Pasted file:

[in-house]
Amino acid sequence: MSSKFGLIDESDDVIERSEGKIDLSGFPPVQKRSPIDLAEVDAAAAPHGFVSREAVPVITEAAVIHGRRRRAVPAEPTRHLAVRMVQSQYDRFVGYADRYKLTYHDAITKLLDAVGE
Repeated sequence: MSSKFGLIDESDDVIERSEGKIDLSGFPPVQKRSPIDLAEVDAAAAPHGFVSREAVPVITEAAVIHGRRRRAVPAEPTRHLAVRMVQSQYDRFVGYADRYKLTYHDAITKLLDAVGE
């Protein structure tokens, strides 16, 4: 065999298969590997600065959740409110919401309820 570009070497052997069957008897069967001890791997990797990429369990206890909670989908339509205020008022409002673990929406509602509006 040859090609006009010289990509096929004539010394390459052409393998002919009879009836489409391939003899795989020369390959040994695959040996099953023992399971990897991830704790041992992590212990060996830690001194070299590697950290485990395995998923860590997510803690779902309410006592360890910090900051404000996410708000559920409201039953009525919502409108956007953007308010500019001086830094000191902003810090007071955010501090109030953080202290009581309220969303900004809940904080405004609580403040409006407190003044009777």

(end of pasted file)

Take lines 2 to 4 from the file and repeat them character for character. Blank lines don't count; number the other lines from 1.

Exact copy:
Amino acid sequence: MSSKFGLIDESDDVIERSEGKIDLSGFPPVQKRSPIDLAEVDAAAAPHGFVSREAVPVITEAAVIHGRRRRAVPAEPTRHLAVRMVQSQYDRFVGYADRYKLTYHDAITKLLDAVGE
Repeated sequence: MSSKFGLIDESDDVIERSEGKIDLSGFPPVQKRSPIDLAEVDAAAAPHGFVSREAVPVITEAAVIHGRRRRAVPAEPTRHLAVRMVQSQYDRFVGYADRYKLTYHDAITKLLDAVGE
């Protein structure tokens, strides 16, 4: 065999298969590997600065959740409110919401309820 570009070497052997069957008897069967001890791997990797990429369990206890909670989908339509205020008022409002673990929406509602509006 040859090609006009010289990509096929004539010394390459052409393998002919009879009836489409391939003899795989020369390959040994695959040996099953023992399971990897991830704790041992992590212990060996830690001194070299590697950290485990395995998923860590997510803690779902309410006592360890910090900051404000996410708000559920409201039953009525919502409108956007953007308010500019001086830094000191902003810090007071955010501090109030953080202290009581309220969303900004809940904080405004609580403040409006407190003044009777």